NORTH CHARLESTON, S.C. -- Appearing together for the first time as partners, not rivals, former presidential candidate Tim Pawlenty today announced he was throwing his support behind Mitt Romney for president.
Pawlenty introduced Romney today here, where Romney rolled out his plan for working with labor unions, after the pair toured Boeing’s new plant here -- the subject of a controversial lawsuit filed by the National Labor Relations Board.
Pawlenty, who will become Romney’s national co-chair and will travel with the candidate to Florida for tonight’s CNN/Tea Party debate, was effusive in his praise for his former rival.
“Mitt Romney has the most knowledge, the most capability, the most electability of any candidate in this race,” Pawlenty said.
Pawlenty did not always have such kind words for Romney. He has called Romney a “co-conspirator” on President Obama’s health-care plan, but said today that Romney’s commitment to repealing the program overrode any qualms he had about Romney’s own health-care plan in Massachusetts, often seen as a model for the president’s plan.
“He has also been very clear with me and very clear with the country that when he’s president of the United States, on Day One, he will do everything he can to repeal Obamacare,” Pawlenty told reporters.
Democrats pounced on the apparent contradiction between Pawlenty’s past criticism of Romney’s record on health care and his newfound support for the candidate, but a senior adviser to the Romney campaign told NBC News that Pawlenty's endorsement would help validate "why health care isn't the issue that everyone thinks it is in the primary."
Of course, Democrats have had plenty of former rivals endorse each other, including Hillary Clinton, who went to work as President Obama's Secretary of State.
Romney called the endorsement a “natural fit,” noting that the two have long been friends and their families had recently spent time together.
Both men downplayed the possibility of Pawlenty becoming Romney’s vice-presidential choice, with Romney calling such speculation “presumptuous” and Pawlenty saying he doesn’t want to be considered.
Besides announcing the endorsement, the primary purpose of Romney’s speech was to outline his labor policies. He framed them around the ongoing feud between the NLRB and Boeing, over its decision to locate a billion-dollar plant in non-union South Carolina.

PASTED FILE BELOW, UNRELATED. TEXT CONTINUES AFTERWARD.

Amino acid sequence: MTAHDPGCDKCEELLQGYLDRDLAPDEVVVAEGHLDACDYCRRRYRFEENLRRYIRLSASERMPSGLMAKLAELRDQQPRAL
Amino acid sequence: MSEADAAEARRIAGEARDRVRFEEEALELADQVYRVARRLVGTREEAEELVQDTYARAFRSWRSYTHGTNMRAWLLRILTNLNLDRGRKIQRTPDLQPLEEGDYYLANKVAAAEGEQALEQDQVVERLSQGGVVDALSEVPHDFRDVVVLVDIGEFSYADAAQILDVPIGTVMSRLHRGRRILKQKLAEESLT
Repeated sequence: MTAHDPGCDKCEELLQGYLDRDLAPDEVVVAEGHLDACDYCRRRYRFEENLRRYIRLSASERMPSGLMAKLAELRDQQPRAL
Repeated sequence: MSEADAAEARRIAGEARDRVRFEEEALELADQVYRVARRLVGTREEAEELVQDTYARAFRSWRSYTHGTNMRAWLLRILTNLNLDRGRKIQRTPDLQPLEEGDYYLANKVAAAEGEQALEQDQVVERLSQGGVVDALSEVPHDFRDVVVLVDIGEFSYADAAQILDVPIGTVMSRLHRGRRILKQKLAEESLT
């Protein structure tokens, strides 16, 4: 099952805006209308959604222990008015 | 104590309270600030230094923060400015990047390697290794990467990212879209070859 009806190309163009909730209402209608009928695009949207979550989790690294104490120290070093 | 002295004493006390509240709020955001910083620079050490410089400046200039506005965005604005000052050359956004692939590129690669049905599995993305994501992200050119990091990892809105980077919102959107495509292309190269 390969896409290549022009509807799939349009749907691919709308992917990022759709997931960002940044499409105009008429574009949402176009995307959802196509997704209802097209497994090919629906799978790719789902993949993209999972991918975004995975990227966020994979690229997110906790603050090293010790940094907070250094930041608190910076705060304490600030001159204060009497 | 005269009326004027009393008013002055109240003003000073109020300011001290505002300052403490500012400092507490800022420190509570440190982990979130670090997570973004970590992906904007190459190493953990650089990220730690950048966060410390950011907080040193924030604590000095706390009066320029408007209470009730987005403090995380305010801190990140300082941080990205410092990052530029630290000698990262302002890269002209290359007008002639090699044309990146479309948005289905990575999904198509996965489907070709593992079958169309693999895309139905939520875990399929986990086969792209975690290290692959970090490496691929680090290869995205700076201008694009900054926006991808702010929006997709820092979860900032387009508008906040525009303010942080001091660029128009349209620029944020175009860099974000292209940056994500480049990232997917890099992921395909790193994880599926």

Romney said the NLRB’s suit was an unacceptable example of the board’s interference in private enterprise, and of labor’s political clout with the Democratic Party.
“There is without a question an egregious example of political payback where the president is able to pay back unions for the hundreds of millions of dollars they put into his campaign at the expense of American workers, of American jobs,” he said.
Romney’s plan includes several major points: Appointing “even-handed arbiters” to the NLRB more in line with Romney’s vision for the board; maintaining the secret ballot for workers voting on unionization; and prohibiting union dues from going directly to political causes. Romney would also overturn President Obama’s executive order giving preference to unionized workers for government contracts.
Romney also received a warm response when he said he would push Congress to pass legislation that would prohibit the NLRB from shutting down Boeing’s facility here. Congressman Tim Scott, a local Tea Party favorite here, has already proposed such legislation.
In a possible preview of tonight’s debate, Romney hinted that the “mulligan” he gave Texas Gov. Rick Perry over his efforts to require teen girls in Texas to receive an HPV vaccine might have expired.
Asked whether his own health-care mandate would preclude him from appealing to South Carolina conservatives, Romney defended himself by pointing to a number of less controversial Massachusetts mandates, including for drivers to own car insurance and for children to go to school. And another controversial mandate in another very specific state.
“Some states, Texas for instance, mandate that young girls, or did mandate that young girls, had to get inoculations for sexually transmitted diseases,” Romney said.
“There are a wide range of mandates, so that’s not breaking new ground. But what we did was right for our state, and simply wrong for our nation,” he added.